go google competition

World-class Go player defeated by Google’s AI; pledges to stick to human opponents

AlphaGo, a program developed by Google that uses artificial intelligence (AI) to become a master at the board game Go, has beaten Chinese Go master Ke Jie for a second time.

The program is designed to test the limits of computers in taking on humans at complex tasks and this victory over the world’s top player - which many thought would take decades to achieve - comes after the AI program from Google’s DeepMind unit bested a South Korean Go professional in a similar exhibition match last year.

Go is a highly complex board game dating back thousands of years that involves two contestants placing black and white stones on a grid. It is popular in Asian countries and most top-ranked players hail from China, Japan and South Korea.

Ke, the 19-year-old world number one, was visibly frustrated, tugging his hair and laying his head on the table during the final moments of the second match against AlphaGo on Thursday.

“Last year, I think the way AlphaGo played was pretty close to human beings, but today I think he plays like the God of Go,” Ke said after the game. Following his defeat in the first match of the series on Tuesday, Ke said he would not compete against AI again due to its rapid improvement.

This week’s event, held in the eastern river town of Wuzhen and attended by local officials and Google parent Alphabet’s top brass, is a feather in the cap for the US search giant as it woos Beijing for better market access.

Since AlphaGo’s defeat of Lee Sedol just over a year ago, AI has shot up the agenda for China’s top policy makers, making its first appearance this year in Premier Li Keqiang’s annual work report, a document laying out China’s top policy priorities.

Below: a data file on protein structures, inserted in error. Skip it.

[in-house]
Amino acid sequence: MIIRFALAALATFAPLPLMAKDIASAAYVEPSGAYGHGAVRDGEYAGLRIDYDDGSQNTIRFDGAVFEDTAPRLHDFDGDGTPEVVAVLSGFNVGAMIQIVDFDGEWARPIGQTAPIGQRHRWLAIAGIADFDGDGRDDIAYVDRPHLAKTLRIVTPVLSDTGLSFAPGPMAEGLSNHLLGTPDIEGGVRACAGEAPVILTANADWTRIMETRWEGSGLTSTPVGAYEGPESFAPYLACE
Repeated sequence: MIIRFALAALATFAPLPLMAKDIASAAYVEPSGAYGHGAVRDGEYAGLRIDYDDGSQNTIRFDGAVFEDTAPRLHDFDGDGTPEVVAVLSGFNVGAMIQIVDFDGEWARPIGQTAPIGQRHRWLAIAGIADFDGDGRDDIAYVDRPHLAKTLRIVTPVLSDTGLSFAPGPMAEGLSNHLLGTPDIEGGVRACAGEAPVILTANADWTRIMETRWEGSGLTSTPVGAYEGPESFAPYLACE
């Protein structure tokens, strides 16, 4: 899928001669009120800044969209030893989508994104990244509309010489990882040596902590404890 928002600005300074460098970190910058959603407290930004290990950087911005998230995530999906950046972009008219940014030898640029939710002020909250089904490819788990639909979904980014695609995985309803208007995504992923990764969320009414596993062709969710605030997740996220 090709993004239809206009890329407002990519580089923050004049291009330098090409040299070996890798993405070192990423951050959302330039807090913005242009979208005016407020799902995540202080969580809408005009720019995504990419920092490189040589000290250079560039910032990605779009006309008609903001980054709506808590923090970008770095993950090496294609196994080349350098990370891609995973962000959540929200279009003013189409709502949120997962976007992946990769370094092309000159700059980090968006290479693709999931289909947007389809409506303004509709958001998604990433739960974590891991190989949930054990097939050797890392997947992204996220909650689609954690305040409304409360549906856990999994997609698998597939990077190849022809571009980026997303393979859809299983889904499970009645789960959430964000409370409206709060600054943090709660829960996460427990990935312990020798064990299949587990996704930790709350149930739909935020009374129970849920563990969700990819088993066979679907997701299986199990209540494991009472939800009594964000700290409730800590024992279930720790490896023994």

Last year, Chinese engineers said they wanted to challenge AlphaGo with their own AI system and attempt to beat it. 

For Google, AlphaGo’s triumph in China also offers a marketing boost in a country where its main services have long been blocked, and local rivals to its search engine, email and video sites have thrived since it largely exited China in 2010.

Despite Mandarin and English livestreams of the match being broadcast on Youtube, which is blocked in China, the match was widely reported via local news outlets and social media.

Ke, who has some 3.5 million followers on Twitter-like service Weibo, shared details of the Google event and his trip to Wuzhen, which is also the seat of the country’s top annual government internet conference.

“Ke Jie pushed AlphaGo right to the limit,” tweeted DeepMind founder Demis Hassabis following the match. Twitter is also blocked in China.

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